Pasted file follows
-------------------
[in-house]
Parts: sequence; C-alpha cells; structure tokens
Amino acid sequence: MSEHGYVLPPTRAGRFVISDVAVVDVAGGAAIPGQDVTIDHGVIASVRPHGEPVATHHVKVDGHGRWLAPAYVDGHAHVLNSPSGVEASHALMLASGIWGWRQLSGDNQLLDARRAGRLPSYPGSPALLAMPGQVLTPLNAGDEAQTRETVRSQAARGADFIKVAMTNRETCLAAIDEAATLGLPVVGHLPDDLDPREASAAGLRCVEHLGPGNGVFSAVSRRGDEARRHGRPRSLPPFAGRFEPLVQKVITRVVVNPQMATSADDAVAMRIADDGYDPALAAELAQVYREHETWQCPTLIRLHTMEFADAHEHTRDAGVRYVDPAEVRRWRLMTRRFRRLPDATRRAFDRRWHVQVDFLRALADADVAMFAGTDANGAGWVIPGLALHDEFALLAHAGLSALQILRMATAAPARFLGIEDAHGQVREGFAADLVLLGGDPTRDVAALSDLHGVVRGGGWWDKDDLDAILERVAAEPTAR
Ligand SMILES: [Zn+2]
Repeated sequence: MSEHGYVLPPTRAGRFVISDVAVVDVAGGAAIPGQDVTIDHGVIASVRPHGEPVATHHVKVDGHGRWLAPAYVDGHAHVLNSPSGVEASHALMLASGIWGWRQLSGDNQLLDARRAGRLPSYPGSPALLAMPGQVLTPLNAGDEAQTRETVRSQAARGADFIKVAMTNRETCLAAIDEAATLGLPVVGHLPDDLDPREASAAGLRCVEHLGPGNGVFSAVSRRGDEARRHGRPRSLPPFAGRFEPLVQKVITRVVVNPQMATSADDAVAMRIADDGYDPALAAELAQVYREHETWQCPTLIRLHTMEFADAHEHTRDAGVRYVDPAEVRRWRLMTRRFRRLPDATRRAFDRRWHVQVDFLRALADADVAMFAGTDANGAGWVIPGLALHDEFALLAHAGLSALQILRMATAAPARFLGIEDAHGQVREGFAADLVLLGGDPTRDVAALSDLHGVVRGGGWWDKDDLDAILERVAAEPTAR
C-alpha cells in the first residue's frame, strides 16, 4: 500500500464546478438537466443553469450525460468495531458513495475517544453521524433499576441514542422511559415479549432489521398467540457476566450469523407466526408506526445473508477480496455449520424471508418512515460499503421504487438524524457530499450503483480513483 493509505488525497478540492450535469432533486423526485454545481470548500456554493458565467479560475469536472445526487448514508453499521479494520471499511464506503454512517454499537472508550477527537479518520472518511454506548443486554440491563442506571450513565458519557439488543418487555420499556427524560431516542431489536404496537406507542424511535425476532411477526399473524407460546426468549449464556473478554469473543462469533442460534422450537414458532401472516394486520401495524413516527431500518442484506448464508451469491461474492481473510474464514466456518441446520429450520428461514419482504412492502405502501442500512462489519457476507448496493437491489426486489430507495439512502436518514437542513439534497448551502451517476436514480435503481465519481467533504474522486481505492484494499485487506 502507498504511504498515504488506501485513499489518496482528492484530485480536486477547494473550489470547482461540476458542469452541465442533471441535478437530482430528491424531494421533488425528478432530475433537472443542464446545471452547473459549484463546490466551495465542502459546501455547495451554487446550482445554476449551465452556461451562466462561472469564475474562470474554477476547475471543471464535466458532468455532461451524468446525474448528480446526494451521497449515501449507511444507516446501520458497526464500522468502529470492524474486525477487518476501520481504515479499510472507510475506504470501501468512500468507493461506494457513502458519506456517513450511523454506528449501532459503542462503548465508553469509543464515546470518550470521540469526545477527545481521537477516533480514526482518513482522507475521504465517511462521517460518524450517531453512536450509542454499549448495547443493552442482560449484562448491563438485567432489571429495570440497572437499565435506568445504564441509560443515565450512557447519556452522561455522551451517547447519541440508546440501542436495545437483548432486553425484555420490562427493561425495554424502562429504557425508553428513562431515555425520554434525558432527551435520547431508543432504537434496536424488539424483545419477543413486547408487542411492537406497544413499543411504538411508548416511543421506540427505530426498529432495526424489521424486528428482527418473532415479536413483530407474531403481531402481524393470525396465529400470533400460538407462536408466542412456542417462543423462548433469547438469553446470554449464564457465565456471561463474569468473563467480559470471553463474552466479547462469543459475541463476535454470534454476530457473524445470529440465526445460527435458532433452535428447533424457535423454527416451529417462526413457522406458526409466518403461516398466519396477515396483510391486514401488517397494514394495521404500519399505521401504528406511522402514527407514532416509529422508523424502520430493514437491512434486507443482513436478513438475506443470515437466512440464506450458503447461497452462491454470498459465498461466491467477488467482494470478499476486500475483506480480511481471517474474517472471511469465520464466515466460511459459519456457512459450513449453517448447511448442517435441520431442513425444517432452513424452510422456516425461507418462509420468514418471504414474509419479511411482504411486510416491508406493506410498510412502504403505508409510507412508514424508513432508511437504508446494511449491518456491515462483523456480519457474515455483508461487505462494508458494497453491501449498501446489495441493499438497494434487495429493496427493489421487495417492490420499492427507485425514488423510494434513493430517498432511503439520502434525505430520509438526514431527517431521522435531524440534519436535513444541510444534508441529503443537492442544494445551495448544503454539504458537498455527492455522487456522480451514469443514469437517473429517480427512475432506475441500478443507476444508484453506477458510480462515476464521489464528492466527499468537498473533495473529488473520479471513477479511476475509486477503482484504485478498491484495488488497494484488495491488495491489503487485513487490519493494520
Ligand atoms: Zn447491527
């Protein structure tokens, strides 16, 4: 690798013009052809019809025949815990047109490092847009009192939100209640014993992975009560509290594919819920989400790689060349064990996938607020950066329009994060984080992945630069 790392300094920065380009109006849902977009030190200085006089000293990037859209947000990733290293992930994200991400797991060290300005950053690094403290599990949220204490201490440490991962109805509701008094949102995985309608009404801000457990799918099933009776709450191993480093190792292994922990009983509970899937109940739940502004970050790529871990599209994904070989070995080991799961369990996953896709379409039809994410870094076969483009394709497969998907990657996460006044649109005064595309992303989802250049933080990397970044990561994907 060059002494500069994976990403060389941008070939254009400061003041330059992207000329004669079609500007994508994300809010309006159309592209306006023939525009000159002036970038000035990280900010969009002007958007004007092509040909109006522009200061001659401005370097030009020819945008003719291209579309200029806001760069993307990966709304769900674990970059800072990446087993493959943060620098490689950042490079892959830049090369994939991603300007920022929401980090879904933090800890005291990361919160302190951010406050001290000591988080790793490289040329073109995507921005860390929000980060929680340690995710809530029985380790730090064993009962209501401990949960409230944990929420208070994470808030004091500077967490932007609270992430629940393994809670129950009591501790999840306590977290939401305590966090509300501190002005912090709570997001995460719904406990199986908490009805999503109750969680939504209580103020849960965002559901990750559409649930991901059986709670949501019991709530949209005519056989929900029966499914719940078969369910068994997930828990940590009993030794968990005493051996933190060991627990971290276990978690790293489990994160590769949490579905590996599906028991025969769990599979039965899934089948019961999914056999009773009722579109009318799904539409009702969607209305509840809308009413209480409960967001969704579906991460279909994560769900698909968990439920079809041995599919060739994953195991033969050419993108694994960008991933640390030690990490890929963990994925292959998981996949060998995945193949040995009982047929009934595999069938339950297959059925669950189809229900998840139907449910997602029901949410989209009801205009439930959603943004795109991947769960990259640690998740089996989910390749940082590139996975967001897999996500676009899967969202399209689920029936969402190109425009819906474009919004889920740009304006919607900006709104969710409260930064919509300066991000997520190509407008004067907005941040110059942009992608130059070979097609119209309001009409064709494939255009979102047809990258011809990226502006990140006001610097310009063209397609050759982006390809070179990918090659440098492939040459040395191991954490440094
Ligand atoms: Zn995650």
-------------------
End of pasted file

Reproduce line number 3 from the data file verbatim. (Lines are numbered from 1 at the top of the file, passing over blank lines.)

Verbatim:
Amino acid sequence: MSEHGYVLPPTRAGRFVISDVAVVDVAGGAAIPGQDVTIDHGVIASVRPHGEPVATHHVKVDGHGRWLAPAYVDGHAHVLNSPSGVEASHALMLASGIWGWRQLSGDNQLLDARRAGRLPSYPGSPALLAMPGQVLTPLNAGDEAQTRETVRSQAARGADFIKVAMTNRETCLAAIDEAATLGLPVVGHLPDDLDPREASAAGLRCVEHLGPGNGVFSAVSRRGDEARRHGRPRSLPPFAGRFEPLVQKVITRVVVNPQMATSADDAVAMRIADDGYDPALAAELAQVYREHETWQCPTLIRLHTMEFADAHEHTRDAGVRYVDPAEVRRWRLMTRRFRRLPDATRRAFDRRWHVQVDFLRALADADVAMFAGTDANGAGWVIPGLALHDEFALLAHAGLSALQILRMATAAPARFLGIEDAHGQVREGFAADLVLLGGDPTRDVAALSDLHGVVRGGGWWDKDDLDAILERVAAEPTAR